California Parents Killed In Car Crash After Fleeing ICE Officers Who Mistook Father For Arrest Target

Updated | Six children have been left without parents after their mother and father were killed in a car crash in an apparent attempt to flee Immigration and Customs Enforcement (ICE) agents, who pulled them over after mistaking the father for an arrest target.

Police in Delano, a city in Kern County, California, said 35-year-old Santo Hilario Garcia and 33-year-old Marcelina Garcia Profecto were both pronounced dead at the scene after officers arrived to find their SUV overturned after smashing into a power pole just before 7 a.m. on Tuesday.

The United Farm Workers (UFW) labor union said the couple were farm workers, who were on their way to look for work to "provide for their six children."

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ICE agents recently conducted raids in California in a targeted sweep, arresting hundreds of people. Local authorities said 35-year-old Santo Hilario Garcia and 33-year-old Marcelina Garcia Profecto were both pronounced dead. John Moore/Getty

"They were farm workers here in the area [of Delano] and they wanted to provide for their six children," UFW President Arturo Rodriguez said at a press conference at the scene of the crash. He said he was "sure they were thinking of their children" when they fled once they realized the officers who pulled them over in an unmarked vehicle belonged to ICE, not local police.

The Delano police department said in a statement that the couple had been stopped by ICE agents, who had activated their emergency lights to pull their vehicle over.

It is still unclear who was in the driver's seat of the SUV, but the couple initially pulled over. However, they fled once agents began to exit their vehicle. Police say it was clear their SUV had been traveling at a high speed and lost control, overturning before coming to rest after slamming into a power pole.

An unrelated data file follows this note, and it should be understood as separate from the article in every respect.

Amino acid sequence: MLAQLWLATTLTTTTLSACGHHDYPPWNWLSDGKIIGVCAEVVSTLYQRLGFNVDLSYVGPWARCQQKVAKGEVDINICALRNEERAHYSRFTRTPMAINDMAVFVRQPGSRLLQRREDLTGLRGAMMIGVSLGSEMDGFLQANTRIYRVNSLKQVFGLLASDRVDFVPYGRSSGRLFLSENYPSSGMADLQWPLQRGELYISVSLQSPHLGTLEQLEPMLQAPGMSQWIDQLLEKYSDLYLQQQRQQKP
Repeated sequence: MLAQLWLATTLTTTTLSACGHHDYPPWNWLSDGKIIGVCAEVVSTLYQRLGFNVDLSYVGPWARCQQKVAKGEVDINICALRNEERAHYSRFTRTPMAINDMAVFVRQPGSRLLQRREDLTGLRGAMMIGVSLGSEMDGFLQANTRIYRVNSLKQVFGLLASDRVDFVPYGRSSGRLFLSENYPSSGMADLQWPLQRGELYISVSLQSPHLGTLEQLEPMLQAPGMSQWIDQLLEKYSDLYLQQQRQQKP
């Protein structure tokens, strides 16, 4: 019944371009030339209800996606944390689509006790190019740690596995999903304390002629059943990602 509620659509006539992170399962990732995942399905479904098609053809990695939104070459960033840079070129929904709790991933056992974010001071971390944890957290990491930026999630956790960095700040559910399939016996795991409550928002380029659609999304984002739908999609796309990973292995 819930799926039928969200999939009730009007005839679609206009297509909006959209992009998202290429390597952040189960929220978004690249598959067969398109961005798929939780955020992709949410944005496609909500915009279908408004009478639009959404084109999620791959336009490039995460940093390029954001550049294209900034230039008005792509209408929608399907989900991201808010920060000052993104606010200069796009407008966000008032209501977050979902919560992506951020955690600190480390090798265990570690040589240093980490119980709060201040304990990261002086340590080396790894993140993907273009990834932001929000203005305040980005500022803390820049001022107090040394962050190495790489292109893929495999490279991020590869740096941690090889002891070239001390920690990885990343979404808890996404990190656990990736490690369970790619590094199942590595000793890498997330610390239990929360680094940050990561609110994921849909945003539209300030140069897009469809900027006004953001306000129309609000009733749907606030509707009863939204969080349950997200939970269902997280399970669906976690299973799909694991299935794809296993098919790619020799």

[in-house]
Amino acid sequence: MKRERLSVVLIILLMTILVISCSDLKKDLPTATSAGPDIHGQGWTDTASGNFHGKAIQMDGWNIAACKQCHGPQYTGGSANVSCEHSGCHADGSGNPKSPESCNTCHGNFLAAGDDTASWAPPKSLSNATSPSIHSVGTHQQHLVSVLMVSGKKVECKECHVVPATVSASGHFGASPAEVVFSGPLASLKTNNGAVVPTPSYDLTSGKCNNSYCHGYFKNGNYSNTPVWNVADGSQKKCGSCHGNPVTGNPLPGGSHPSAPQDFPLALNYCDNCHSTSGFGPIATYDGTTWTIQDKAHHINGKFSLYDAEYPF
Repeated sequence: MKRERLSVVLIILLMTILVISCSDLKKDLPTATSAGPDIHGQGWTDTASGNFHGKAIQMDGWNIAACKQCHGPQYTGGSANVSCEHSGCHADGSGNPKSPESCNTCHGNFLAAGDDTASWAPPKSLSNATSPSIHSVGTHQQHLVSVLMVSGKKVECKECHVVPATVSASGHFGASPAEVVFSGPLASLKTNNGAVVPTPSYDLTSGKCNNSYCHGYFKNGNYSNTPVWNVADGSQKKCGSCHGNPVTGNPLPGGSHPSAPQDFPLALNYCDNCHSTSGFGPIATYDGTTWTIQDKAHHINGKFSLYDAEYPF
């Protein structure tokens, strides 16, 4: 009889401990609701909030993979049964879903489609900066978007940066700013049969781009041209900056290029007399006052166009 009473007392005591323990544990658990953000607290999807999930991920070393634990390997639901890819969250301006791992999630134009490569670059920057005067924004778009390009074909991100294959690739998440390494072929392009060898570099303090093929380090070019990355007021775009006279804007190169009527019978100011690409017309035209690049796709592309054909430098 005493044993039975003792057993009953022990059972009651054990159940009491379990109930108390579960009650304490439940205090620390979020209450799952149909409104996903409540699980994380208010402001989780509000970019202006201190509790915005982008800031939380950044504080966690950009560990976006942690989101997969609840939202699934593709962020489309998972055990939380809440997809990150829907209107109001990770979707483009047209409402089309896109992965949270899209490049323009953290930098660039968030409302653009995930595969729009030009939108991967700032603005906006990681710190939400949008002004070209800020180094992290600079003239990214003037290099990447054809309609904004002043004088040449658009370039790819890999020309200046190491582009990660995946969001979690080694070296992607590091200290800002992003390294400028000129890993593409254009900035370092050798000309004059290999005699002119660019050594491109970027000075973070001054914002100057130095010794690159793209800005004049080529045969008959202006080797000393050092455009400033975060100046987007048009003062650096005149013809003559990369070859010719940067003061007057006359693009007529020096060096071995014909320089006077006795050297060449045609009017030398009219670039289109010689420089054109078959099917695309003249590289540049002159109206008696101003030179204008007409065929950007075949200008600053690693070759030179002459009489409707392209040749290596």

ICE confirmed that its officers had not only pulled the couple over, but had in fact mistaken Garcia for a target they had planned to arrest.

"ICE deportation officers arrived at a residence believed to belong to a previously removed Mexican citizen. A male matching the target's description exited the residence and entered a vehicle," ICE spokesperson Jennifer Elzea told Newsweek.

ICE said its officers then pulled over Garcia's vehicle, believing he matched the description of their target. Asked how the mix-up might have occurred, the agency did not immediately respond.

"Officers performed a vehicle stop by activating their emergency equipment and as they attempted to engage the driver, the vehicle drove away at a high rate of speed. As the officers departed the location of the attempted engagement, they came across the overturned vehicle and immediately dialed 911 for assistance," Elzea said. "Local officials were on the scene moments later," she added.

The spokesperson said Garcia was originally from Mexico and had voluntarily returned to the country three times between 2008 and 2017. She said he was removed "under the provisions of expedited removal in 2017."

Elzea also said Garcia had a criminal history, citing a DUI conviction from 2014. Garcia Profecto had "no prior encounters with ICE," Elzea said.

Read more: ICE Agents Frustrated by Trump Using Agency as Political 'Pawn' to Push Anti-Immigration Agenda, Former Official Says

ACLU Southern California's Director of Immigrant Rights Jennie Pasquarella said in a statement that the union has received "numerous reports" of "ICE staking out the roads farmworkers travel to get to work and pulling them over during early morning hours without any lawful basis, resulting in numerous unlawful arrests of residents."

Pasquarella said agents often pull over farmworkers in unmarked vehicles, adding that the agents who pulled over Garcia and Garcia Profecto were also in an unmarked car.

"This incident demonstrates just how dangerous ICE's unlawful practices are to our communities," Pasquarella said. "This horrible tragedy is the direct result of ICE's inhumane tactics and the fear it provokes in hardworking people who stand to lose everything if they are deported."

The deadly incident comes amid a crackdown by ICE on undocumented immigrants in California. The agency has received widespread backlash over raids in Northern California that saw hundreds arrested.

The crash also came just as President Donald Trump had lashed out at the state's leadership over its immigration approach, and specifically, its allowance of sanctuary cities.

In a tweet, the president said California's "sanctuary policies are illegal and unconstitutional and put the safety and security of our entire nation at risk.

"Thousands of dangerous and violent criminal aliens are released as a result of sanctuary policies, set free to prey on innocent Americans. THIS MUST STOP."

This article has been updated with background on President Trump's criticism of California's approach to immigration.